The first step is to get farmers back into the community, and give them the confidence to reinvest in their ancestral home. City life isn't for everyone, after all, and the land here is accustomed to it's people. Our current and future crowdfunding campaigns aim to achieve this in stages for the next 6 months.
With people on the land it will be time to lay infrastructure, build houses, and erect a community center. The community center will provide various services and public amenities, host events, meetings and ceremonies. It will be equipped with a tele-medicine center and perhaps house the local community credit union and other community-owned property.
The houses will be built mainly of traditional materials in a traditional way, but with some upgrades for comfort, energy efficiency, and productivity based on appropriate application of modern technologies.
The infrastructure will be laid out in such a way as to capture energy and water flows, cascading through a series of catchments, stores, uses, and biological treatments. Water will be used and purified many times before finally heading downstream to Shanghai, producing even more food as it goes.
We hope that construction of infrastructure, houses and the community center can begin this year.
More objectives for the future.
The village will welcome guests: eco-minded tourists, students, artists, professionals and more. There will be a training center for cooperative management and permaculture: mushroom cultivation, ecological farming, biodynamic techniques, soil building, renewable energies. The ambitious list of future activities goes on. The village will be a demonstration site, so people from the area and from around the world can see it all in action or stay to learn.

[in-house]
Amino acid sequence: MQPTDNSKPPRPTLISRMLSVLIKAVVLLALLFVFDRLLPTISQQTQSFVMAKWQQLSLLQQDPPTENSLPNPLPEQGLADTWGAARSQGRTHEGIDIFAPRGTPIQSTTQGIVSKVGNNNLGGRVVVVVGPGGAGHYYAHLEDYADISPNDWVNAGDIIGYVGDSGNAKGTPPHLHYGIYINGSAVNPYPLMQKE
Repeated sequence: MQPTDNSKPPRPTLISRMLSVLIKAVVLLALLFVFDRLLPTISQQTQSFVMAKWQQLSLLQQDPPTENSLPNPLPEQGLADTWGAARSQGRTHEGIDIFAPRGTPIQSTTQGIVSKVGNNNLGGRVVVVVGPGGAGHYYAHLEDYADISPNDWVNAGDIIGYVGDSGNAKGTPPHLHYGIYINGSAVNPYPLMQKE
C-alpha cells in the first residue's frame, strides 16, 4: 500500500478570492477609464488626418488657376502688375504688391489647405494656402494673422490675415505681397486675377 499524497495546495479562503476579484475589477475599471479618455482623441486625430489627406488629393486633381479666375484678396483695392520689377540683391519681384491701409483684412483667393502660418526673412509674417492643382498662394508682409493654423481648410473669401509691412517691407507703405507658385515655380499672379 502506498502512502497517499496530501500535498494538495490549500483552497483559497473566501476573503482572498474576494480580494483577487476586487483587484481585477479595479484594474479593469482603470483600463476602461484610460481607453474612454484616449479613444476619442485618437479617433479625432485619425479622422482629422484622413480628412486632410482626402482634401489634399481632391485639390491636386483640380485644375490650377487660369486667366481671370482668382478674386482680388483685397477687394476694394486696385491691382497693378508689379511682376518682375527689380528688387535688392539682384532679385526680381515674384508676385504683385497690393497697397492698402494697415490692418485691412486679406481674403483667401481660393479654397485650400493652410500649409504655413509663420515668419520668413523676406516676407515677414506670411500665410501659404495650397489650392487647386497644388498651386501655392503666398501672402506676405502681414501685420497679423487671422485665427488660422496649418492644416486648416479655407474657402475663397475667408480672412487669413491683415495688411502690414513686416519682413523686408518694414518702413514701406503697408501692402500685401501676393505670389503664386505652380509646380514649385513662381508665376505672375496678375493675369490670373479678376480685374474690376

Our team will coordinate food festivals and other events on the village grounds. This will help us build the capacity to perhaps host an International Permaculture Convergence in Dingjiaping in 2022!
In Conclusion. . .
Anything is possible once people are on the land, and it can only start one of two ways:
- Farmers risk their life's savings to start farming for customers they don't yet have
- People like you and me can choose to buy our food directly from farmers who will keep the lions share of revenue and reinvest it in their communities.
The second choice is clearly a win-win because the price is reasonable, and you know exactly where the food comes from. You can visit or chat with your farmer about how they produce.
At RoH our mission is not to merely ship food from Hunan to Shanghai; rather, it is to bridge communities and empower people to live an abundant and joyful life, whether in cities or in the hills by connecting them through food. We aim to provide tools and guidance for the benefit of communities on both sides, so if you choose to save the world by eating better food, you can.